Never in the history of this nation has spirituality been so necessarily political, and woe betide you if you think you can retreat. Never was spirituality meant to be an escape in any event. It is rather an unshakeable commitment to risk your life for what you believe, and never were your life and the lives of everyone on this planet so much on the line as in this election. Even if it may seem life-threatening, take the risk to talk to your neighbors; write to the media; get the vote out.

Palin's name calling—"Washington elite"—won't hide the fact that she has neither education nor cultural background and apparently could care less about either one. It is not elitism to be educated; it is an obligation to democracy. It is not elitism to have culture: it is the most fundamental courtesy to others.

To run a country, especially one with so much international power and responsibility, requires both. Dubya had plenty of opportunity for them, and chose to reject them. And look where he has got us? We are a pariah nation, an embarrassment to the world, a laughingstock, and so deeply immersed in economic, military and diplomatic folly that we may never be able to extricate ourselves. Most certainly we will not if the McCain/Palin ticket is elected.

So, Ulrich, what will it be? Do we stick our heads in the sand and let the Republicans tighten their grip on this country's broken constitution? Do we let the tyranny and erosion of civil liberties develop further? Do we let the fat cats get fatter and the poor people get poorer? Do we shame this nation by putting in power someone who, under ordinary circumstances, would be laughed out of polite society, alongside an old, old man with lewd habits, PTSD and a vicious temper?

Spirituality is political, Ulrich. Look to your own country's history if you don't believe me.

And welcome to my blog.

5 Comments:

Blogger MikeF said...

I'm afraid you're right. Temperamentally, I almost wish you weren't, but you are. Thank you!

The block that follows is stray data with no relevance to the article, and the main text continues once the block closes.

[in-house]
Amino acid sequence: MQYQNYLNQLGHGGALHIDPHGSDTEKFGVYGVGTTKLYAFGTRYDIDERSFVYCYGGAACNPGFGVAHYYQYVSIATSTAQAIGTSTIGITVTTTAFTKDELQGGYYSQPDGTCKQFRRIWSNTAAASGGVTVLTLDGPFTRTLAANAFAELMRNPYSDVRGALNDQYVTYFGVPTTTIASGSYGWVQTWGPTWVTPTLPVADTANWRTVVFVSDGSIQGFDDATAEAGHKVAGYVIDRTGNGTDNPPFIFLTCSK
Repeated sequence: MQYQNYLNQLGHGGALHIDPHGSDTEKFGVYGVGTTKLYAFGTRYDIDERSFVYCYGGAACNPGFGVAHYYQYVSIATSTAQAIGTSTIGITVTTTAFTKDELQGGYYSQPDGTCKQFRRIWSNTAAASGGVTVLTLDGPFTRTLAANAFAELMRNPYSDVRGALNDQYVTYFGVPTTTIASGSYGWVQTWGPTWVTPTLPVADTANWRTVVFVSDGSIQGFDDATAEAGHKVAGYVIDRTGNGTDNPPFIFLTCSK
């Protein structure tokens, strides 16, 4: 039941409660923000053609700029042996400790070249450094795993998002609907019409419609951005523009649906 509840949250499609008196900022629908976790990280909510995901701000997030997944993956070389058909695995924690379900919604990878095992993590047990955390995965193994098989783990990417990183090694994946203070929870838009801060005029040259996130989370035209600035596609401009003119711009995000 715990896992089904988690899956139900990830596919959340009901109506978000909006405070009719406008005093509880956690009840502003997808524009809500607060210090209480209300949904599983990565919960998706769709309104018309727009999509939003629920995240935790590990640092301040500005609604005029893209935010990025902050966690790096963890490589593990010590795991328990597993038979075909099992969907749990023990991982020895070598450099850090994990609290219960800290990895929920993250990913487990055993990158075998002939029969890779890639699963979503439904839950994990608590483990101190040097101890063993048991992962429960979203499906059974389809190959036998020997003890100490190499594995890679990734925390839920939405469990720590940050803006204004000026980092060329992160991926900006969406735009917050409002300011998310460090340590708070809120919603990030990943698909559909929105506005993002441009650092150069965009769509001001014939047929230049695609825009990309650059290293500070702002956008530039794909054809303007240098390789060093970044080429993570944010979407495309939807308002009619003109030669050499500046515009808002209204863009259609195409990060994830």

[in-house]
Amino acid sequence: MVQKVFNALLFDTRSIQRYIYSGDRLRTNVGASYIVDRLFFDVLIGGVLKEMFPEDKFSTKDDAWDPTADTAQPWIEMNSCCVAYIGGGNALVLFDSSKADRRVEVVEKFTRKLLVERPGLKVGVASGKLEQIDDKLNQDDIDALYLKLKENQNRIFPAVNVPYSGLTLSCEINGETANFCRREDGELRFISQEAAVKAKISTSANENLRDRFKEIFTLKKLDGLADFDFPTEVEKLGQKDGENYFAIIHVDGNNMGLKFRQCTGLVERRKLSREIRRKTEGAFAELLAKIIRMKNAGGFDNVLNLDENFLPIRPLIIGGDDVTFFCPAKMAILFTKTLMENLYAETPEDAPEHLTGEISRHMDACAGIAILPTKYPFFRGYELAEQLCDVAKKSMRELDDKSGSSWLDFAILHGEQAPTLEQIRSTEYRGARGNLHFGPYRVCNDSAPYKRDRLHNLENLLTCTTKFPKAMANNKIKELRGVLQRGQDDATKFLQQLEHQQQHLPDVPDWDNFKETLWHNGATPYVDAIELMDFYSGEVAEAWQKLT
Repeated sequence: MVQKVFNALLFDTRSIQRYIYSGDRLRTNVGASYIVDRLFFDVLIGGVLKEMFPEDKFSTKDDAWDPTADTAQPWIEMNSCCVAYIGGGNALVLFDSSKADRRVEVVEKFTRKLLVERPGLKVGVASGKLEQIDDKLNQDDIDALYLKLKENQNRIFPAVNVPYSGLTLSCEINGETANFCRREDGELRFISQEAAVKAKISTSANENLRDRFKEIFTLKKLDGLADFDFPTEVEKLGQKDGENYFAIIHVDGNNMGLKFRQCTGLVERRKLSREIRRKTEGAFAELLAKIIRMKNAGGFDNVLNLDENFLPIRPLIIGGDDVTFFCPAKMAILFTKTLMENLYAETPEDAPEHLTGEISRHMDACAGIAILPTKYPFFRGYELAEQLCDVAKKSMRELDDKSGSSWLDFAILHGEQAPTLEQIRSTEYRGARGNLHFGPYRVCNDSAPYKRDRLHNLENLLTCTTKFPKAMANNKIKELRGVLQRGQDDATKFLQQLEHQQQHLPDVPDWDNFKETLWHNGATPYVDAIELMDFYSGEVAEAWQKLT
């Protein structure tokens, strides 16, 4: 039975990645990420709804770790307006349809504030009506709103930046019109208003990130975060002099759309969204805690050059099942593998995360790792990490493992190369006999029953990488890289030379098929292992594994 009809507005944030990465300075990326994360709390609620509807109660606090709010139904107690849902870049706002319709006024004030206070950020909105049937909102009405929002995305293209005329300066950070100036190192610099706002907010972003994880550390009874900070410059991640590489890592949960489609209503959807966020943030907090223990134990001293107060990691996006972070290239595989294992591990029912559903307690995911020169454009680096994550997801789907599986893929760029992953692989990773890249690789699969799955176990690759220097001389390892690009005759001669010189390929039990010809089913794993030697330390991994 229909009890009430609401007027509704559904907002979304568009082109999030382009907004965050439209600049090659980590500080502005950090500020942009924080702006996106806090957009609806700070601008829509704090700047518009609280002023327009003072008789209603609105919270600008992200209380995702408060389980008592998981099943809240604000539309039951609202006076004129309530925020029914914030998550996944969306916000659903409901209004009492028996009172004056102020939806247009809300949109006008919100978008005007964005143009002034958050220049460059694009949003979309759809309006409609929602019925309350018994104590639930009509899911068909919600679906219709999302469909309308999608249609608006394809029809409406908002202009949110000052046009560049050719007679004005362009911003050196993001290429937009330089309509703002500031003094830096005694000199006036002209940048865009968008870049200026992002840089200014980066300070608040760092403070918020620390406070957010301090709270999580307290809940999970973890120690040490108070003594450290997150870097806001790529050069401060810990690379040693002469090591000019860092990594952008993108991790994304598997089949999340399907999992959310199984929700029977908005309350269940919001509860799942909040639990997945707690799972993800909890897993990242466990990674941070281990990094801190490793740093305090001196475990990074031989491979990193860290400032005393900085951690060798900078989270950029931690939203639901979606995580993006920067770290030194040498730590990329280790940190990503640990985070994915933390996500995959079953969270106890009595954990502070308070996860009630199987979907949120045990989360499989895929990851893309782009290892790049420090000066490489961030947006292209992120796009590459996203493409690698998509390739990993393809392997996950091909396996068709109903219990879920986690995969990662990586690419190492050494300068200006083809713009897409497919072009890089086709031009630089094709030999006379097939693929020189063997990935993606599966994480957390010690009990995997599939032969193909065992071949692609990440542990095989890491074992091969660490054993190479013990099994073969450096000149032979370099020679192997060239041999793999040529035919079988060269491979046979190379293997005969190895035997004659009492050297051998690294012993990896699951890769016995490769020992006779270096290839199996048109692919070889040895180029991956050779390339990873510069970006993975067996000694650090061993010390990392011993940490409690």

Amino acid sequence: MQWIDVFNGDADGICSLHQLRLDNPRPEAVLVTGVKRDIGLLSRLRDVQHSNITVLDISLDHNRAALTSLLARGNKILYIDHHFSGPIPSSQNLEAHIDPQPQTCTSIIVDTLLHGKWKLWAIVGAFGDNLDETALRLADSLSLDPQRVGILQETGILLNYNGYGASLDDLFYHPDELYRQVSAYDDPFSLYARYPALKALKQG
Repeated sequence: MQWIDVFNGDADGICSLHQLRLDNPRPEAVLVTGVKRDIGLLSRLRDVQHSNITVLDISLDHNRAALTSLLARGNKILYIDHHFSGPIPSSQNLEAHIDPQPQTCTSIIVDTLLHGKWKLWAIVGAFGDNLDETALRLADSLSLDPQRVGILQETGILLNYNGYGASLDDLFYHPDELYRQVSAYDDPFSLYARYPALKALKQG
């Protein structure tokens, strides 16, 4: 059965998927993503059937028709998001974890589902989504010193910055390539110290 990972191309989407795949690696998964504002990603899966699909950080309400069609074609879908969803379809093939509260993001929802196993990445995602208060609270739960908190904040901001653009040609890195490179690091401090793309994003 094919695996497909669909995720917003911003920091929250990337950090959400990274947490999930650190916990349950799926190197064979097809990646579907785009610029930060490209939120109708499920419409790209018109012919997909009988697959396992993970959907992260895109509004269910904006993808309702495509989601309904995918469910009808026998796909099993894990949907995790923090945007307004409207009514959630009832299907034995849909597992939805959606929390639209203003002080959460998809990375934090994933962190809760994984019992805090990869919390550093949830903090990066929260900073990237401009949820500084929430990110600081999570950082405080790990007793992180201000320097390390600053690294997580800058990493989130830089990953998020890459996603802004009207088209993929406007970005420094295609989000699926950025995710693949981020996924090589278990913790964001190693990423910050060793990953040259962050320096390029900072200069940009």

8:39 am, September 10, 2008  
Anonymous Dfish said...

I'm cheering while reading because surely, you are spewing "fire" from within.

5:34 am, September 11, 2008  
Blogger holyfoolishness said...

thank you!

2:43 am, September 12, 2008  
Blogger Joel said...

I completely agree. What can be more political than the Gospel proclamation of God's Kingdom here, now, and forever and sealed by the worth+ship of the one hanging dead on the cross condemned by the most powerful empire in the world and the religious structures that supported it?

I hate the world "spirituality!" Was Jesus "spiritual"? What a ridiculous question. What a ridiculous word for us Christians to use! Let's get real:

The cross of Jesus is the radical condemnation of an unjust world. You must stay with the one crucified on it or stand with the crucifiers. There is no middle way. --Juan Mateos, S. J.

3:39 pm, September 15, 2008  
Anonymous Anonymous said...

Amen! Maggie. Thanks for this post. I agree with all your points and wait with apprehension to see the results of the upcoming election. I hope and pray that racism and voting machine tampering will be kept to a minimum but those Diebold machines can be manipulated with ease. We will see.
I found your blog through an article you wrote in Weavings.. "Remembering To Forget" which I enjoyed very much.
Will be back for more visits,
New Deacon

12:49 pm, October 17, 2008